Tag Archives: James E. Ryan

“I’ve Always Been Obsessed with Questions, and with Asking the Right Question.”

Interview: Jim Ryan (or should I say James E. Ryan?).

I’ve been friends with Jim for a long, long time. It’s interesting, as you get older, to see how people appear and re-appear during your life. It’s reassuring to realize that even if you don’t see someone for years, when your paths cross, you still have that same deep friendship to rely on.

We once hung out in the Silliman courtyard at Yale — now Jim is the Dean of the Harvard Graduate School of Education, and he’s also a very distinguished lawyer.

I was very excited to read Jim’s new book. It’s already a bestseller, which is not surprising, given that it was based on a wildly popular commencement speech he gave that went viral. (You can watch an excerpt here.) Wait, What? And Life’s Other Essential Questions is a very engaging, thought-provoking book about the five essential questions that can help us build a happy, productive life.

Spoiler alert — the five questions are:

  • Wait, what?
  • I wonder if . . .
  • Couldn’t we at least?
  • How can I help?
  • What truly matters?
  • (plus there’s a bonus question)

 

As you can tell from the description of the speech and the book, Jim is a very wise person — which is an odd thing to say about someone, perhaps, but it’s true.

In fact, if you want to hear me tell the story of how Jim gave me some very wise advice when I was applying for my clerkship with Justice Sandra Day O’Connor, listen here. Jim probably doesn’t even remember that conversation! Which was so helpful to me, and which I’ve remembered so many times.

If you’d like to watch Jim’s terrific interview on CBS This Morning, it’s here.

So I couldn’t wait to hear what Jim would say about happiness and habits.

Gretchen: What’s a simple habit that consistently makes you happier?

Jim: Running. I used to hate running when I was younger. I played a lot of team sports, and we only ran to warm up or if we were being punished. Over time, though, I grew to love running and about eight years ago started training for marathons with my wife, Katie.  We will be running our seventh consecutive Boston Marathon this April.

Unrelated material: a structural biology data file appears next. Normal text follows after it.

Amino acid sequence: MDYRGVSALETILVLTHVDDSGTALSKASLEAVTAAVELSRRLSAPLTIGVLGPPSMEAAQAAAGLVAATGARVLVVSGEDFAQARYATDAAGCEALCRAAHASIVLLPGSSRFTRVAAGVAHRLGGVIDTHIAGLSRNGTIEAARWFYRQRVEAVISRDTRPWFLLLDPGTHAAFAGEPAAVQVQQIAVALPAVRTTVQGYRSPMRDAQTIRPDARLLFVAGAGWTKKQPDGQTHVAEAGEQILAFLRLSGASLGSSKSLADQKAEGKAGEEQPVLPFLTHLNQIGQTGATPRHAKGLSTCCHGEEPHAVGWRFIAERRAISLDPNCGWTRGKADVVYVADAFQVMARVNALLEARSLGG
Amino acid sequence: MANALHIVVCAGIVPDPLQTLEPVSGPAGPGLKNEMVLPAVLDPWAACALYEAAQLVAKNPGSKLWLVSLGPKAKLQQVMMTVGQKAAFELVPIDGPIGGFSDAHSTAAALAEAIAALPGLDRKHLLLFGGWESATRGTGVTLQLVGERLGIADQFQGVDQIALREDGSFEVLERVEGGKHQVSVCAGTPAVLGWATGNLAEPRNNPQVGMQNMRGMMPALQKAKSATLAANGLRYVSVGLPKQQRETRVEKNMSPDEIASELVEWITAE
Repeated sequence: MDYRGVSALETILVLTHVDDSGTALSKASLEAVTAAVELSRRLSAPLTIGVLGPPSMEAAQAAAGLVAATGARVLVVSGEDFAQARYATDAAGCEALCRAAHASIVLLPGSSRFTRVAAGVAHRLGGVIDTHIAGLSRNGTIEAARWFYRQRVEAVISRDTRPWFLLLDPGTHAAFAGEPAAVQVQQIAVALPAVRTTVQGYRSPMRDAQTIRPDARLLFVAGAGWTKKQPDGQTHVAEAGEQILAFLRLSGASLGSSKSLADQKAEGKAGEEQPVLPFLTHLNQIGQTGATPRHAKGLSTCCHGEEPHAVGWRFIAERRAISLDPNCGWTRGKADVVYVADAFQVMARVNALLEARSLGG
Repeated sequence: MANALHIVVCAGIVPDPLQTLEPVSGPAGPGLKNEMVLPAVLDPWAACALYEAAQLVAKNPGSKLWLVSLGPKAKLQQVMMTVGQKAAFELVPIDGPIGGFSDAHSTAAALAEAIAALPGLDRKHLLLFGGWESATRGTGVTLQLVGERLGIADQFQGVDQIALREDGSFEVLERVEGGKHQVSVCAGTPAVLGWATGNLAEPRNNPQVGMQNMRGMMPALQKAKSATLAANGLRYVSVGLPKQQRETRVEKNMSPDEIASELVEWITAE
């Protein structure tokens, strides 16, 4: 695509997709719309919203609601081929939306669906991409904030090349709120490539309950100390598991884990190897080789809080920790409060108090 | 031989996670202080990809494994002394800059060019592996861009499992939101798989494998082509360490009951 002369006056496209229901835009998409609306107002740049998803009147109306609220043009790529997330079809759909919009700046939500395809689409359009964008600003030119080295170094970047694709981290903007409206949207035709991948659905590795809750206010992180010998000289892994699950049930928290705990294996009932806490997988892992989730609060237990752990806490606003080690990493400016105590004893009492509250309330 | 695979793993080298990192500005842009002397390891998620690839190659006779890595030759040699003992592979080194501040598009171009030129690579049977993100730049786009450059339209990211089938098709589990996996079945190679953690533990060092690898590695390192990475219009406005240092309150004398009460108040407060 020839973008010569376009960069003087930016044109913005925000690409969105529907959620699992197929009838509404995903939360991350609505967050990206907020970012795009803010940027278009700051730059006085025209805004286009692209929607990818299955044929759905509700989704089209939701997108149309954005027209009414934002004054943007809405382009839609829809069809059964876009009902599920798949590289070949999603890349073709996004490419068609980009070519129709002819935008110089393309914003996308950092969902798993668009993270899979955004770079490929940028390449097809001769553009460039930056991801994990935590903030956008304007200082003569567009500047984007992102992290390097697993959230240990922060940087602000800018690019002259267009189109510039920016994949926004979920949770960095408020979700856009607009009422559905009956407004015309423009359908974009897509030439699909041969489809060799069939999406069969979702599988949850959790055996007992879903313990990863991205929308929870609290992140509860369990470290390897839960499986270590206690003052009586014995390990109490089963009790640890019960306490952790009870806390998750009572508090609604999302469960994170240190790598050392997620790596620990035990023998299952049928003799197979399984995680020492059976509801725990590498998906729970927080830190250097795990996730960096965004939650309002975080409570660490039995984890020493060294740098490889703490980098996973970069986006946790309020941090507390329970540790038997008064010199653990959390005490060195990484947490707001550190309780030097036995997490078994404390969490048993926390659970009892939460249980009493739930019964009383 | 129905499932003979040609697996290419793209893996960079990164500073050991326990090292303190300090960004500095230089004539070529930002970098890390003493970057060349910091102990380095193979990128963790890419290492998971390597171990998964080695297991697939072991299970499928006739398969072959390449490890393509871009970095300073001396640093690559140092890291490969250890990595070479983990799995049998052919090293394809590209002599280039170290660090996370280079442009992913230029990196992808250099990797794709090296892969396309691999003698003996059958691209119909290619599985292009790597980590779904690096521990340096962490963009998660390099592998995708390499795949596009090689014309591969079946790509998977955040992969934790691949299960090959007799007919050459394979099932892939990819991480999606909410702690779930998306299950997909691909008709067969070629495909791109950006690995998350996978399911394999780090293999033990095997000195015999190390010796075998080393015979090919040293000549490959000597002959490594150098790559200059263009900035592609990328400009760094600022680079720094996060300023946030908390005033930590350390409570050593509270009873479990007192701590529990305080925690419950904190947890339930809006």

What’s something you know now about forming healthy habits that you didn’t know when you were 18 years old?

You have to focus on what you will gain from the habit and not focus solely on what you might have to give up.

Do you have any habits that continually get in the way of your happiness?

Absolutely.  The single worst is checking email more than I need to or should.  I know it’s a distraction, but I have a hard time breaking the habit.

Which habits are most important to you? (for health, for creativity, for productivity, for leisure, etc.)

I would say the ones for both health, productivity and creativity, and in some ways they are connected.  I mentioned running earlier.  This habit is related to health, for sure, but it also keeps me productive and creative—I find I think most clearly while on a long run.  The idea for my commencement speech about questions, which became the basis for my book, came to me while running.  I also carve out time a few mornings each week for writing, which is easiest for me to do first thing in the morning.